In 2003, I enlisted in the Air Force where I was trained as a medic. I served all around the country as well as 4 years in Germany and 2 years in Pensacola. After being honorably discharged from service, I knew I wanted to continue a career in medicine so I decided to pursue a degree in nursing. Thanks to the Post-9/11 GI Bill, I would be able to pay for my tuition if I attended a public college or university. Little did I know that my years of military service would in fact prevent me from benefiting from the GI Bill I was promised.
Three years ago I moved to New Orleans to attend Delgado Community College which is part of the Louisiana Community and Technical College System. I moved there just two months after leaving service. Despite my three years of residency, the board and chancellor of my school denied my in-state residency, claiming that because I hadn't been employed in Louisiana for one year, I am an out-of-state student. "Well you're a resident of Louisiana, just not for tuition purposes," said the Vice Chancellor of Student Affairs. Thus, my GI Bill tuition benefits were worthless. I'm charged tuition at the non-resident rate. The out-of-state fees make my tuition double that of an in-state student. The GI Bill does not pay the out-of-state costs. I have to take out student loans to pay the difference and I loose well over $3,000/year of student loan money that could go towards other expenses like housing, transportation, books, groceries, etc.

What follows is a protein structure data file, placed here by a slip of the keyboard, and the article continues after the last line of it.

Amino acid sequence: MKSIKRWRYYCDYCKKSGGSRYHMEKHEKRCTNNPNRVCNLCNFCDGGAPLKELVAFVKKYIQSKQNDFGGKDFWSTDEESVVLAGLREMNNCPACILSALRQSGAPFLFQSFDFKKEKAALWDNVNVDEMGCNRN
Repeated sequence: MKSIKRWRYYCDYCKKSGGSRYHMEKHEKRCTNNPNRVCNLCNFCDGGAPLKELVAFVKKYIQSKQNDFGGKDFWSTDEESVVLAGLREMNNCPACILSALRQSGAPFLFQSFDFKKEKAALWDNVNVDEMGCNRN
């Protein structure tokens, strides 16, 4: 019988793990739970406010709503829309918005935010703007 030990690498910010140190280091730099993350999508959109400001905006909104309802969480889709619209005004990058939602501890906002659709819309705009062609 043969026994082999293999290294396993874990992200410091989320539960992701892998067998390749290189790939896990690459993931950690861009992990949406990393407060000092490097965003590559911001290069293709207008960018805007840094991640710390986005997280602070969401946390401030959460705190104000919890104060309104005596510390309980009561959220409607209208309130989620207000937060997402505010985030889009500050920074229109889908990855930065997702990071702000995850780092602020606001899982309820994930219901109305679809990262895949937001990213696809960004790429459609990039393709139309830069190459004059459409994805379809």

Essentially, because I constantly moved with the Air Force, the Louisiana Community and Technical College System is taking away the veterans benefits I rightfully earned in favor of unwritten policies that are left up to the discretion and judgment of the board and chancellor. To me, that says I'm a resident of nowhere. All -- because of my service.
I am not the only veteran this is affecting. More veterans at my school and veterans all across the country are having a difficult time proving their residency because of the unique circumstances revolving around military service.
So I am calling on the Louisiana Community and Technical College System to pioneer a process that would make it easier and less stressful for veteran students to access the Post-9/11 GI Bill Benefits they- we- rightfully earned. And hopefully, other schools will then follow their lead.